ORHAN KEMAL CENGİZ

[email protected]

ORHAN KEMAL CENGİZ
February 19, 2013, Tuesday

Victory and defeat

There is an amazing paradox pertaining to power or powerful people. In order to climb the ladder of power, people need to possess so many features of maturity: leadership, patience, resilience, wisdom and others. However, at the peak of their power, when there is no democratic control, leaders may tend to regress to their early childhood by being grabbed by a state of narcissistic omnipotence. They may start to think and feel as if they can do anything they wish, like a 3-4-year-old thinks he can fly or can turn a bird into a frog by his magical touch.

Without understanding this narcissistic omnipotence mood, we would remain clueless about how and why history is full of examples of people who made deadly mistakes when at the height of their power; how and why they made mistakes when they were in power that they would never have made before in their life. A genius like Napoleon would never have tried to invade Russia if he had not been drunk with the illusion of power. Hitler would not have circled Stalingrad if he had taken the slightest lessons from Napoleon, who realized the price of his illusions later on.

Power is so addictive and intoxicating that it is inevitable for a leader to develop a narcissistic feeling of omnipotence if there are not strong democratic traditions in that country, if he/she is not criticized freely by his close circles and if he/she does not welcome criticism. Not only is there this danger of a leader being contaminated by narcissistic omnipotence, but also for his circles to be intoxicated by all kinds of illusions. We have all these symptoms of deterioration in Turkey.

Recently, a politician known for defending democratic values then joined the governing party and called Prime Minister Recep Tayyip Erdoğan the eternal leader of Turkey. Likewise, some politicians in the ruling party who are known as quite reasonable people started to introduce to the public, bit by bit, a presidential system in which almost all power is in the hands of a single man. They may not be aware that what they are discussing is not a presidential system, but a full-scale dictatorship.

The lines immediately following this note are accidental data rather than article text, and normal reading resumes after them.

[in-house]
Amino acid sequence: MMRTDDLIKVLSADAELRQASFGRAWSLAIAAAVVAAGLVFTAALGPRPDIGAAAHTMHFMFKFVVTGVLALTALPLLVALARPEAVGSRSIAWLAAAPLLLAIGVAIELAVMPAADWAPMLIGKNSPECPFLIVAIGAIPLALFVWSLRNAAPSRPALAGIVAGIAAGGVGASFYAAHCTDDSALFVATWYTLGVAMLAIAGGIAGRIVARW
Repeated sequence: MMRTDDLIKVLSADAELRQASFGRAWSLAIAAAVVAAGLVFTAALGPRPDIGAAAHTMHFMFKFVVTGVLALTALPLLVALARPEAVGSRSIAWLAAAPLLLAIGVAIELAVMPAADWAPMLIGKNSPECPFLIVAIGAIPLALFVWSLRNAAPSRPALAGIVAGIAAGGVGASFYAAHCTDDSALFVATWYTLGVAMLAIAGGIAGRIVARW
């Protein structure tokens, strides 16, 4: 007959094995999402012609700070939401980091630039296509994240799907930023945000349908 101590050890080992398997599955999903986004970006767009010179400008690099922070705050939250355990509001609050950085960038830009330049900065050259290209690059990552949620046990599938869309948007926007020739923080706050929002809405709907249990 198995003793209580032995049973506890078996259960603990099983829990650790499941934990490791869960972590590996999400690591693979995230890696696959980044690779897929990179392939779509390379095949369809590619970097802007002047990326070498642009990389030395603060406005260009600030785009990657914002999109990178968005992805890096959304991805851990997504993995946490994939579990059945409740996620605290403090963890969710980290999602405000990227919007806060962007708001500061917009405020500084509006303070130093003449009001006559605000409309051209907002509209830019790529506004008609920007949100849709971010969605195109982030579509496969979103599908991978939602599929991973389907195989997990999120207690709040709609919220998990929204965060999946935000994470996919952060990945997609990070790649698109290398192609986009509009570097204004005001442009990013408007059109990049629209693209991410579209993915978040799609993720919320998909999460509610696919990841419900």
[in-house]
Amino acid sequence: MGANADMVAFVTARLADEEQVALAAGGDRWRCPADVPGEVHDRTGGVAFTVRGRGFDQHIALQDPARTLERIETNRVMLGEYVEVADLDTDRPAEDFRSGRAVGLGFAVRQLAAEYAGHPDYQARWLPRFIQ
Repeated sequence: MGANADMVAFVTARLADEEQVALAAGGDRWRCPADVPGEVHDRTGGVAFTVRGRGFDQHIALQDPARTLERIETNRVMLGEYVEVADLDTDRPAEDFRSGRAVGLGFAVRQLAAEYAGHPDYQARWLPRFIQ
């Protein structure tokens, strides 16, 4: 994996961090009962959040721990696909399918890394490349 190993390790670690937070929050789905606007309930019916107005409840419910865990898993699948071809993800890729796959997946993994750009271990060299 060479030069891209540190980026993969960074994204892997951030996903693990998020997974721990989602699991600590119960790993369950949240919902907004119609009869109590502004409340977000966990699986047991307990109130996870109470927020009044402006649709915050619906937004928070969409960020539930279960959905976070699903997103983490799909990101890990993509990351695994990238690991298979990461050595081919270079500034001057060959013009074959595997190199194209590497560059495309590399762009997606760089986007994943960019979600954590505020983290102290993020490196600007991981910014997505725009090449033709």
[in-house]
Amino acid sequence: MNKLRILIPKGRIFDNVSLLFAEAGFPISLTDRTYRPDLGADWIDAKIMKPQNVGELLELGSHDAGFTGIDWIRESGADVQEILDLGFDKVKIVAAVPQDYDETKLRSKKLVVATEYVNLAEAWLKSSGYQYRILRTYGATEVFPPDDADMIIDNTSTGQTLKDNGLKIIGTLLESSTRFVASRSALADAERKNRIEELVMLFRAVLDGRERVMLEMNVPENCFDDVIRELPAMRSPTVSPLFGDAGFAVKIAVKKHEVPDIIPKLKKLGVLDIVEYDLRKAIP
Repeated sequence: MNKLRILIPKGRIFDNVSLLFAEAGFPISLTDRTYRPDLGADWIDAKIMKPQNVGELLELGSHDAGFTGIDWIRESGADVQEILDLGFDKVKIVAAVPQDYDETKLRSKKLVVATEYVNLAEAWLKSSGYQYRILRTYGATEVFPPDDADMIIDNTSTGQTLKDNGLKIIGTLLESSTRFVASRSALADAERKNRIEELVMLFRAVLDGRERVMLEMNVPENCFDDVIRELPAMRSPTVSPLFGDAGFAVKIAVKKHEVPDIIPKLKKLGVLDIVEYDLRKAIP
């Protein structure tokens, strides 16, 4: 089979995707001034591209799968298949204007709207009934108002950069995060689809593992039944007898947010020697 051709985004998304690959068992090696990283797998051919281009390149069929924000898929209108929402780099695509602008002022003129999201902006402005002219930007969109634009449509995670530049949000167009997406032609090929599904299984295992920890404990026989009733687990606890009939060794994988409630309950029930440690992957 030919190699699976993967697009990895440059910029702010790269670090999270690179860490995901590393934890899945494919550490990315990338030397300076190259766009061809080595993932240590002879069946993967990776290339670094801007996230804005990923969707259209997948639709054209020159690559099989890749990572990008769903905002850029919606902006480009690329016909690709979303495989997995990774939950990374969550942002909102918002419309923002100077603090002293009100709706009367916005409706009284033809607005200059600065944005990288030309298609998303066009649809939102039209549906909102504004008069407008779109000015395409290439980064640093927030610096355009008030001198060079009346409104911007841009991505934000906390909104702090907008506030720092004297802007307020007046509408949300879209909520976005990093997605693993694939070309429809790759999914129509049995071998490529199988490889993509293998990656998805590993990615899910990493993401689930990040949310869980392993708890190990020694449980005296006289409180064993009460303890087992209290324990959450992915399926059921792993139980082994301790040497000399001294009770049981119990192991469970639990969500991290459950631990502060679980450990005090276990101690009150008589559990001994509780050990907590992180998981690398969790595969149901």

Likewise, we can see that Erdoğan also takes every step keeping in mind that he will be president of Turkey. In this sense, he is seeking a wide coalition to get support for his presidency. His last remarks in favor of Ergenekon suspects cannot be understood if we do not take this goal into account. One of the main characteristic of narcissistic omnipotence is this: You tend to forget that other people have their own agendas. You start to see them as passive actors who will perfectly perform the roles you assign to them. Erdoğan and his friends now think that Ergenekon people will only play the roles they assign to them. What they do not understand is this: Instead of criticizing human rights violations in these cases, trying to show Ergenekon trials just as fake cases is part of an overall strategy to stage a new coup in Turkey. While Erdoğan thinks that he may have peace with Ergenekon people by discrediting the trials in which generals are being tried, he is merely serving the purposes of the Ergenekon circles whose final goal is to delegitimize his government by showing the whole world that in Turkey people are put on trials with fabricated evidence. As Napoleon said, "The greatest danger occurs at the moment of victory." And it seems to me that this government is doomed to make so many vital mistakes at the height of its power.

<
Columnists
Previous articles of the columnist